Isolation on the Frontier: "The Lusty Men" and "The True Story of Jesse James"

Evan Davis

The Lusty Men and The True Story of Jesse James play as part of a 15-film Nicholas Ray retrospective at New York’s Film Forum on August 5th.


The West is an idea that is ripe for the kind of explorations Nicholas Ray is fond of making. When faced with the unknown, as in latter 19th-Century America, new communities begin to form, separate from the strictures of traditional society. The Lusty Men (1952) is about rediscovering the emotional possibilities of the frontier, while The True Story of Jesse James (1957) attempts to define the mythology of that era’s first push forward.

The Lusty Men could very well be named We Can’t Go Home Again. In what is likely Ray’s greatest opening sequence, a broken, limping rodeo tramp named Jeff McCloud (Robert Mitchum) walks across an empty, windswept field, silently. He eventually makes it to his childhood home, and rediscovers those emblems of his happier youth. The grin on his face movingly indicates all that he has lost, and all that he had hoped to be when young. When Wes and Louise Merritt (Arthur Kennedy & Susan Hayward) enter his life, he is drawn away from beginning anew, and promises of a better life become lost again.

One of the primary desires of any Ray character is to form a family away from the pressures and dangers of the world. In The Lusty Men, unlike other Ray movies, a traditionally domestic life is what is desired. Ray’s ambivalence toward or rejection of society does not have a presence within the primary narratives of the film. The rise-and-fall narrative trajectory that engulfs both Jeff and Wes tends to feel too conventional at times.

The poetry of The Lusty Men lies in the moments lurking in between the plot. Like Hot Blood, Wind Across the Everglades and The Savage Innocents, Ray plunges into the details of marginalized communities, examining them up close with a respect for the ability of those families to move beyond the realm of respectability. Ray brings his camera into real rodeo events, observing the exciting, chaotic dangers of being thrown from a violent bull. The visceral thrills of putting one’s life on the line are placed front and center.

Ray’s engagement with deep space is at its most sophisticated. In both the world of domestic ranching and of the rodeo high life, either Jeff or Wes has experience and power. When one is in the other’s “home,” the other stands in the background, observing, controlling. Louise’s ambivalence toward rodeos further triangulates the balance of power. When she sees Wes collecting his prize money, her eyes unexpectedly widen with desire. And there is Jeff, watching from afar.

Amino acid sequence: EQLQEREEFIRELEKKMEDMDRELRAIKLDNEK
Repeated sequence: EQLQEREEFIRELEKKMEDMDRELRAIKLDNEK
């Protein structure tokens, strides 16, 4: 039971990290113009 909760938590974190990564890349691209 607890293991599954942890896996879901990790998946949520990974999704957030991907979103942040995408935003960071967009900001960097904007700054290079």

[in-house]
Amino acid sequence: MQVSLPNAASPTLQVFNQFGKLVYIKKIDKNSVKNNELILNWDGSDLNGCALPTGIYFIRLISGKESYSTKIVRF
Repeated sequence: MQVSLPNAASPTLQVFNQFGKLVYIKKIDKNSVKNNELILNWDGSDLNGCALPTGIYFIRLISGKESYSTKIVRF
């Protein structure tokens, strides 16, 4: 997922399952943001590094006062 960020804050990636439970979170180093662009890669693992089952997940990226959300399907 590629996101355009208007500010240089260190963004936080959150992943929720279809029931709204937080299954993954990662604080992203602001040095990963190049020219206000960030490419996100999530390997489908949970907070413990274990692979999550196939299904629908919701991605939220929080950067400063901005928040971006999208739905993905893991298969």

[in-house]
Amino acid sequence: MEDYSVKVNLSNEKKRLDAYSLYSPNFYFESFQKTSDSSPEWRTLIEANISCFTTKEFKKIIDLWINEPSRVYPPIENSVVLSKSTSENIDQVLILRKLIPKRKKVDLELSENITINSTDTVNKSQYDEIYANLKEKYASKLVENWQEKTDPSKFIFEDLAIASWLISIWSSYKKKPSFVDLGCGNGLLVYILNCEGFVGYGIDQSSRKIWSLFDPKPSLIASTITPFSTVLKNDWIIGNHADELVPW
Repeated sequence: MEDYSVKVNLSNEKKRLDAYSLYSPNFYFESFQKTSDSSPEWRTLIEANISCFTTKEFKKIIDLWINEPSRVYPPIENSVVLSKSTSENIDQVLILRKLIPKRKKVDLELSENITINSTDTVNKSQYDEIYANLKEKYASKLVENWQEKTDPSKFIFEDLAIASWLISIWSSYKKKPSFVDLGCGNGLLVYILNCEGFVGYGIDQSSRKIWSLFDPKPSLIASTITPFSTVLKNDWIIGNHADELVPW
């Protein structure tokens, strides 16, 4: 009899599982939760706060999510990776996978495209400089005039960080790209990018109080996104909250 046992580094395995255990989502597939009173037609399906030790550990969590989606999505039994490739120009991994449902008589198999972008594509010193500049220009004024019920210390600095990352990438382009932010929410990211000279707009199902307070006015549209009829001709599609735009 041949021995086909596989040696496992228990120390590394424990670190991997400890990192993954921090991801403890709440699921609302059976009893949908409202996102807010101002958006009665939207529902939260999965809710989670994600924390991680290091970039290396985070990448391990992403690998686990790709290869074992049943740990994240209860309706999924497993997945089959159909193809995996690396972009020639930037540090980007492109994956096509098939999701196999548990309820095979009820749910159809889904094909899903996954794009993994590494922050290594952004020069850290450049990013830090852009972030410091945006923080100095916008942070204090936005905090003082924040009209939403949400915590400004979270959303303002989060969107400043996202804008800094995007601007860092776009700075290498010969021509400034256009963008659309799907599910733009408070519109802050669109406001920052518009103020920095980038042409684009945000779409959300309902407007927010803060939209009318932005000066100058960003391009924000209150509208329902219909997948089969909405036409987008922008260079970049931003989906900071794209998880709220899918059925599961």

The weight of The Lusty Men comes from Mitchum’s performance, one of his greatest. The whisper of his voice and the hunch of his shoulders reflect all that he has lost in his life. Ray saves his aching close-ups for the moment of Jeff’s confession to Louise, her awareness of Jeff’s and her own feelings exploding through her eyes. All that Jeff needs to convey his heartbreak is a heavy sigh, a look away, and a shrug of the shoulders. His fate is sealed. Any ambivalence that can be read in the ending of The Lusty Men, in spite of its dubiously optimistic return to order from chaos, comes from the chance denied to Jeff and Louise. Wes Merritt may not quite be David Brand, but his salvation comes from the death of a man who denied his own happiness.

The Lusty Men is one of Ray’s finest examinations of the lost dreams of the middle-aged, and the tenuous possibilities of regaining a part of those dreams. In truth, the majority of his work explored that particular demographic. His fame as a chronicler of youth is not unfounded, but in terms of quantity, young people only grabbed his attention every few years or so.

The True Story of Jesse James moves in that realm, accompanied by They Live by Night, Knock on Any Door, and Rebel Without a Cause. The film sets out to render the myth of Jesse and Frank James (Robert Wagner and Jeffrey Hunter) as lost boys being oppressed by external forces who dictate social development. The problem with Ray’s approach is his conflating of events and characters until the last 6 years of Jesse’s life turn into a couple of weeks. Furthermore, much of the film tends to simplify the image of James into a binary: noble folk hero, then fame-obsessed, bloodthirsty killer. Jesse’s transition is too schematic and sudden to be all that believable. None of the richness, eccentricity, and complicated behavior that marks the individuals populating Ray’s best work is to be found.

All of this would feel much differently if Ray engaged the ’Scope frame to deliver his unique visual and aural tension, placing the characters as part of and working against their environments. Aside from the occasionally electrifying shot—a dolly of Jesse and Zee (Hope Lange) walking down the street, Frank peering into Zee’s soul and discovering her feelings about Jesse—space becomes flattened and static, something Ray seems allergic to in every other ’Scope film he made. No sense of the power of the image is present in Ray’s camera. As a final tableau hears the famous ballad honoring Jesse’s life, spurious hagiography smothers a story that should have been a radical revision of mythology. If Nicholas Ray saw the complexity and sadness behind the American Dream in The Lusty Men, he saw only black and white in The True Story of Jesse James.


Homes for Strangers: The Cinema of Nicholas Ray is an on-going series of articles covering the 2009 retrospective on Nicholas Ray, running from July 17th to August 6th—with a special bonus on August 16th & 17th at the Anthology Film Archives—at New York's Film Forum.

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